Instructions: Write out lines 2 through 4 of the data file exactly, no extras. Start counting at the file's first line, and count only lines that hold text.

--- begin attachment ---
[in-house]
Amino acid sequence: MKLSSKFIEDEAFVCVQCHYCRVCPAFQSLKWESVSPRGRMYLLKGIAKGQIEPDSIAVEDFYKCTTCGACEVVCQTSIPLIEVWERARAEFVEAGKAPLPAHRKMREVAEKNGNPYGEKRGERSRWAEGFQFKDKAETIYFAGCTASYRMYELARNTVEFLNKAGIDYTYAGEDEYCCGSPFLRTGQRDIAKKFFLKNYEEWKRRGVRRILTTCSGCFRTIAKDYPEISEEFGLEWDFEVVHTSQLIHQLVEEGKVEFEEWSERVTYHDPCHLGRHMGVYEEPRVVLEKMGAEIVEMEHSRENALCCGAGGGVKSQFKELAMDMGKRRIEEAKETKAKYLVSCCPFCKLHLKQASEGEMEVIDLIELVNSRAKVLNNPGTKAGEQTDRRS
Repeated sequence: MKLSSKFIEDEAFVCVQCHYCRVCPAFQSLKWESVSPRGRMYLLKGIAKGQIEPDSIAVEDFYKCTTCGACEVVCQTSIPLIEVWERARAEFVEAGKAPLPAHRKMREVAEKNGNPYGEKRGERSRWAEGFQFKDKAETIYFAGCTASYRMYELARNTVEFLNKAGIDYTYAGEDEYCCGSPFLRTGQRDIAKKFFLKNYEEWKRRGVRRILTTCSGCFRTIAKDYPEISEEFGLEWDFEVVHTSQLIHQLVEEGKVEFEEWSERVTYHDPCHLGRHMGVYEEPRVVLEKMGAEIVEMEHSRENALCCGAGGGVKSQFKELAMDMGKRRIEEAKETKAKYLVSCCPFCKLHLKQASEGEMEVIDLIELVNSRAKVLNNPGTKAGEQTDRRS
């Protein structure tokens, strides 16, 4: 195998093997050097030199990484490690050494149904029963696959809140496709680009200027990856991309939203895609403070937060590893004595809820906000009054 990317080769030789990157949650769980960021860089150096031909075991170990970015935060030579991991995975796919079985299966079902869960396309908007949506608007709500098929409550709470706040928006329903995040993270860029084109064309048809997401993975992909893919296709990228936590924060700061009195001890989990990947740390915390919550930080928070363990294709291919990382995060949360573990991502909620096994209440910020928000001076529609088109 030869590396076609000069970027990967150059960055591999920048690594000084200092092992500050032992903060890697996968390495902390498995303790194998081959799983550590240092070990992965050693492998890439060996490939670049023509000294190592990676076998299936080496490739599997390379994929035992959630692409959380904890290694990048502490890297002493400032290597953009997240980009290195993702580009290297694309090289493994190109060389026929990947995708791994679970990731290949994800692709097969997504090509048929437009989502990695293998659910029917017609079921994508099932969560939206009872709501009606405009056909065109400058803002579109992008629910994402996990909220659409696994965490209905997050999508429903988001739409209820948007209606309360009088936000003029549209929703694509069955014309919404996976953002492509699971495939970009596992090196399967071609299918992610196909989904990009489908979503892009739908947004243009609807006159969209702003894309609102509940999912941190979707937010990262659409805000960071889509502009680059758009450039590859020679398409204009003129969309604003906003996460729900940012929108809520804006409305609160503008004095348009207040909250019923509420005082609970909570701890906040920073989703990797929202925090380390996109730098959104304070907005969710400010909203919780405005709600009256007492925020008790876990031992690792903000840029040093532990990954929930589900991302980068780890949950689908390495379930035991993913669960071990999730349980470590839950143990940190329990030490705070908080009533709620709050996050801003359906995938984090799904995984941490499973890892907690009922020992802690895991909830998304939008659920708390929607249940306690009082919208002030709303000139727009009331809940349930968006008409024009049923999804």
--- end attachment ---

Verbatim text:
Amino acid sequence: MKLSSKFIEDEAFVCVQCHYCRVCPAFQSLKWESVSPRGRMYLLKGIAKGQIEPDSIAVEDFYKCTTCGACEVVCQTSIPLIEVWERARAEFVEAGKAPLPAHRKMREVAEKNGNPYGEKRGERSRWAEGFQFKDKAETIYFAGCTASYRMYELARNTVEFLNKAGIDYTYAGEDEYCCGSPFLRTGQRDIAKKFFLKNYEEWKRRGVRRILTTCSGCFRTIAKDYPEISEEFGLEWDFEVVHTSQLIHQLVEEGKVEFEEWSERVTYHDPCHLGRHMGVYEEPRVVLEKMGAEIVEMEHSRENALCCGAGGGVKSQFKELAMDMGKRRIEEAKETKAKYLVSCCPFCKLHLKQASEGEMEVIDLIELVNSRAKVLNNPGTKAGEQTDRRS
Repeated sequence: MKLSSKFIEDEAFVCVQCHYCRVCPAFQSLKWESVSPRGRMYLLKGIAKGQIEPDSIAVEDFYKCTTCGACEVVCQTSIPLIEVWERARAEFVEAGKAPLPAHRKMREVAEKNGNPYGEKRGERSRWAEGFQFKDKAETIYFAGCTASYRMYELARNTVEFLNKAGIDYTYAGEDEYCCGSPFLRTGQRDIAKKFFLKNYEEWKRRGVRRILTTCSGCFRTIAKDYPEISEEFGLEWDFEVVHTSQLIHQLVEEGKVEFEEWSERVTYHDPCHLGRHMGVYEEPRVVLEKMGAEIVEMEHSRENALCCGAGGGVKSQFKELAMDMGKRRIEEAKETKAKYLVSCCPFCKLHLKQASEGEMEVIDLIELVNSRAKVLNNPGTKAGEQTDRRS
């Protein structure tokens, strides 16, 4: 195998093997050097030199990484490690050494149904029963696959809140496709680009200027990856991309939203895609403070937060590893004595809820906000009054 990317080769030789990157949650769980960021860089150096031909075991170990970015935060030579991991995975796919079985299966079902869960396309908007949506608007709500098929409550709470706040928006329903995040993270860029084109064309048809997401993975992909893919296709990228936590924060700061009195001890989990990947740390915390919550930080928070363990294709291919990382995060949360573990991502909620096994209440910020928000001076529609088109 030869590396076609000069970027990967150059960055591999920048690594000084200092092992500050032992903060890697996968390495902390498995303790194998081959799983550590240092070990992965050693492998890439060996490939670049023509000294190592990676076998299936080496490739599997390379994929035992959630692409959380904890290694990048502490890297002493400032290597953009997240980009290195993702580009290297694309090289493994190109060389026929990947995708791994679970990731290949994800692709097969997504090509048929437009989502990695293998659910029917017609079921994508099932969560939206009872709501009606405009056909065109400058803002579109992008629910994402996990909220659409696994965490209905997050999508429903988001739409209820948007209606309360009088936000003029549209929703694509069955014309919404996976953002492509699971495939970009596992090196399967071609299918992610196909989904990009489908979503892009739908947004243009609807006159969209702003894309609102509940999912941190979707937010990262659409805000960071889509502009680059758009450039590859020679398409204009003129969309604003906003996460729900940012929108809520804006409305609160503008004095348009207040909250019923509420005082609970909570701890906040920073989703990797929202925090380390996109730098959104304070907005969710400010909203919780405005709600009256007492925020008790876990031992690792903000840029040093532990990954929930589900991302980068780890949950689908390495379930035991993913669960071990999730349980470590839950143990940190329990030490705070908080009533709620709050996050801003359906995938984090799904995984941490499973890892907690009922020992802690895991909830998304939008659920708390929607249940306690009082919208002030709303000139727009009331809940349930968006008409024009049923999804």